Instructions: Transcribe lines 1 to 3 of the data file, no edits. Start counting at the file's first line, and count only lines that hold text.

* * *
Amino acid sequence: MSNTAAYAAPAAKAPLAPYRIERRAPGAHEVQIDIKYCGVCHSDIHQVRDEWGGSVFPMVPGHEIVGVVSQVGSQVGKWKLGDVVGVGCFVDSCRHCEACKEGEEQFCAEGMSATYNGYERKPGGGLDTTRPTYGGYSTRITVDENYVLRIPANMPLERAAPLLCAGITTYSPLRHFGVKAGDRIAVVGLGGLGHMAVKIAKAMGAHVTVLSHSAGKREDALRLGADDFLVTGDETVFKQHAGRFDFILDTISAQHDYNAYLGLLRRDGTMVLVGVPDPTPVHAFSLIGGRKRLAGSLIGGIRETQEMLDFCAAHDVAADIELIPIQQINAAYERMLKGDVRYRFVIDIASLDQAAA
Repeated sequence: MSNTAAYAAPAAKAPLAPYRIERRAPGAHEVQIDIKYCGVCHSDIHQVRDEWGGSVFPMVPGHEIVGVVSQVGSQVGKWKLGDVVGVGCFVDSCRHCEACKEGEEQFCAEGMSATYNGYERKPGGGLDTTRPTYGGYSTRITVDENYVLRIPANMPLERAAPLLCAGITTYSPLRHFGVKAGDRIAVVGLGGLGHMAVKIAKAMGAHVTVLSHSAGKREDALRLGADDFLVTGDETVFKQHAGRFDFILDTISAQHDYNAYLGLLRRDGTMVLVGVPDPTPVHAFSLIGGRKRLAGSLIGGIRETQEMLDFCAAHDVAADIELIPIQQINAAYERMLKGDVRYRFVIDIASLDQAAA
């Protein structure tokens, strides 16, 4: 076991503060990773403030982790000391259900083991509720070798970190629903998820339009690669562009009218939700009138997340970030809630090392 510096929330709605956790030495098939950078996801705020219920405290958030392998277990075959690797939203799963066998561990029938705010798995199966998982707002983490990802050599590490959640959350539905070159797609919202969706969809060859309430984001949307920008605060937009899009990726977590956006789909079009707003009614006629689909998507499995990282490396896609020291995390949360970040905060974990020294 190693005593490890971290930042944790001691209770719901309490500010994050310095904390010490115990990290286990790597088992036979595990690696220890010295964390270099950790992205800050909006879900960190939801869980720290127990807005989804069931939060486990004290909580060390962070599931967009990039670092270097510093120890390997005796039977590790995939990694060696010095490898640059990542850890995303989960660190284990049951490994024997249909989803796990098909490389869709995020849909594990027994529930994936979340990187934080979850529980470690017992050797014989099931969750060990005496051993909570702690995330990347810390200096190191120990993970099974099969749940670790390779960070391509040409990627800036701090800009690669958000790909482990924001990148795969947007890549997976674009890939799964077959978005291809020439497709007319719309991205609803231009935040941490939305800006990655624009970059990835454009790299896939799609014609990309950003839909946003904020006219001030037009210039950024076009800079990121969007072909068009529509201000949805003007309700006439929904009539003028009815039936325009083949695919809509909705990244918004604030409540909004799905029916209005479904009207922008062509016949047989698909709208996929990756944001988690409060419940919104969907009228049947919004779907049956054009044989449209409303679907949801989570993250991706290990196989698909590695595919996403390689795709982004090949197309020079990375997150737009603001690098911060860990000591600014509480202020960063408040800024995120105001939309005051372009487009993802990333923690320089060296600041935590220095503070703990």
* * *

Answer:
Amino acid sequence: MSNTAAYAAPAAKAPLAPYRIERRAPGAHEVQIDIKYCGVCHSDIHQVRDEWGGSVFPMVPGHEIVGVVSQVGSQVGKWKLGDVVGVGCFVDSCRHCEACKEGEEQFCAEGMSATYNGYERKPGGGLDTTRPTYGGYSTRITVDENYVLRIPANMPLERAAPLLCAGITTYSPLRHFGVKAGDRIAVVGLGGLGHMAVKIAKAMGAHVTVLSHSAGKREDALRLGADDFLVTGDETVFKQHAGRFDFILDTISAQHDYNAYLGLLRRDGTMVLVGVPDPTPVHAFSLIGGRKRLAGSLIGGIRETQEMLDFCAAHDVAADIELIPIQQINAAYERMLKGDVRYRFVIDIASLDQAAA
Repeated sequence: MSNTAAYAAPAAKAPLAPYRIERRAPGAHEVQIDIKYCGVCHSDIHQVRDEWGGSVFPMVPGHEIVGVVSQVGSQVGKWKLGDVVGVGCFVDSCRHCEACKEGEEQFCAEGMSATYNGYERKPGGGLDTTRPTYGGYSTRITVDENYVLRIPANMPLERAAPLLCAGITTYSPLRHFGVKAGDRIAVVGLGGLGHMAVKIAKAMGAHVTVLSHSAGKREDALRLGADDFLVTGDETVFKQHAGRFDFILDTISAQHDYNAYLGLLRRDGTMVLVGVPDPTPVHAFSLIGGRKRLAGSLIGGIRETQEMLDFCAAHDVAADIELIPIQQINAAYERMLKGDVRYRFVIDIASLDQAAA
């Protein structure tokens, strides 16, 4: 076991503060990773403030982790000391259900083991509720070798970190629903998820339009690669562009009218939700009138997340970030809630090392 510096929330709605956790030495098939950078996801705020219920405290958030392998277990075959690797939203799963066998561990029938705010798995199966998982707002983490990802050599590490959640959350539905070159797609919202969706969809060859309430984001949307920008605060937009899009990726977590956006789909079009707003009614006629689909998507499995990282490396896609020291995390949360970040905060974990020294 190693005593490890971290930042944790001691209770719901309490500010994050310095904390010490115990990290286990790597088992036979595990690696220890010295964390270099950790992205800050909006879900960190939801869980720290127990807005989804069931939060486990004290909580060390962070599931967009990039670092270097510093120890390997005796039977590790995939990694060696010095490898640059990542850890995303989960660190284990049951490994024997249909989803796990098909490389869709995020849909594990027994529930994936979340990187934080979850529980470690017992050797014989099931969750060990005496051993909570702690995330990347810390200096190191120990993970099974099969749940670790390779960070391509040409990627800036701090800009690669958000790909482990924001990148795969947007890549997976674009890939799964077959978005291809020439497709007319719309991205609803231009935040941490939305800006990655624009970059990835454009790299896939799609014609990309950003839909946003904020006219001030037009210039950024076009800079990121969007072909068009529509201000949805003007309700006439929904009539003028009815039936325009083949695919809509909705990244918004604030409540909004799905029916209005479904009207922008062509016949047989698909709208996929990756944001988690409060419940919104969907009228049947919004779907049956054009044989449209409303679907949801989570993250991706290990196989698909590695595919996403390689795709982004090949197309020079990375997150737009603001690098911060860990000591600014509480202020960063408040800024995120105001939309005051372009487009993802990333923690320089060296600041935590220095503070703990």